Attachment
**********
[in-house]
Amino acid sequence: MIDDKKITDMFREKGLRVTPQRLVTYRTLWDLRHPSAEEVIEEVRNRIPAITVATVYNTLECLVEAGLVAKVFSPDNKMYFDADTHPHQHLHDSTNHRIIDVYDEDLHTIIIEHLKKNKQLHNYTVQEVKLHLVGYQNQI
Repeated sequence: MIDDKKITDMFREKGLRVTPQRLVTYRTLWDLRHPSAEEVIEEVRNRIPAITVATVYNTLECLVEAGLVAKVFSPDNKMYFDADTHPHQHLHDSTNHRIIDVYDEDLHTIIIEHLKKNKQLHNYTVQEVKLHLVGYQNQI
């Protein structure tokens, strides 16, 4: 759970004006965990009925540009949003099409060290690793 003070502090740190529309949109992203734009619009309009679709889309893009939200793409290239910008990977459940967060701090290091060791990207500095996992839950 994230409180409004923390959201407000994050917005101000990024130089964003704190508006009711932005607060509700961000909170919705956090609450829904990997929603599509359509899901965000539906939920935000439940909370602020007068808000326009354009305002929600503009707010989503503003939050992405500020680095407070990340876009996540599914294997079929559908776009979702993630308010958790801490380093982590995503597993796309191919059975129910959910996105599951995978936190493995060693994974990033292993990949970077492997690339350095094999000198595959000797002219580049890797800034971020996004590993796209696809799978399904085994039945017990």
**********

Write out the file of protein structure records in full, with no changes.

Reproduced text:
[in-house]
Amino acid sequence: MIDDKKITDMFREKGLRVTPQRLVTYRTLWDLRHPSAEEVIEEVRNRIPAITVATVYNTLECLVEAGLVAKVFSPDNKMYFDADTHPHQHLHDSTNHRIIDVYDEDLHTIIIEHLKKNKQLHNYTVQEVKLHLVGYQNQI
Repeated sequence: MIDDKKITDMFREKGLRVTPQRLVTYRTLWDLRHPSAEEVIEEVRNRIPAITVATVYNTLECLVEAGLVAKVFSPDNKMYFDADTHPHQHLHDSTNHRIIDVYDEDLHTIIIEHLKKNKQLHNYTVQEVKLHLVGYQNQI
């Protein structure tokens, strides 16, 4: 759970004006965990009925540009949003099409060290690793 003070502090740190529309949109992203734009619009309009679709889309893009939200793409290239910008990977459940967060701090290091060791990207500095996992839950 994230409180409004923390959201407000994050917005101000990024130089964003704190508006009711932005607060509700961000909170919705956090609450829904990997929603599509359509899901965000539906939920935000439940909370602020007068808000326009354009305002929600503009707010989503503003939050992405500020680095407070990340876009996540599914294997079929559908776009979702993630308010958790801490380093982590995503597993796309191919059975129910959910996105599951995978936190493995060693994974990033292993990949970077492997690339350095094999000198595959000797002219580049890797800034971020996004590993796209696809799978399904085994039945017990």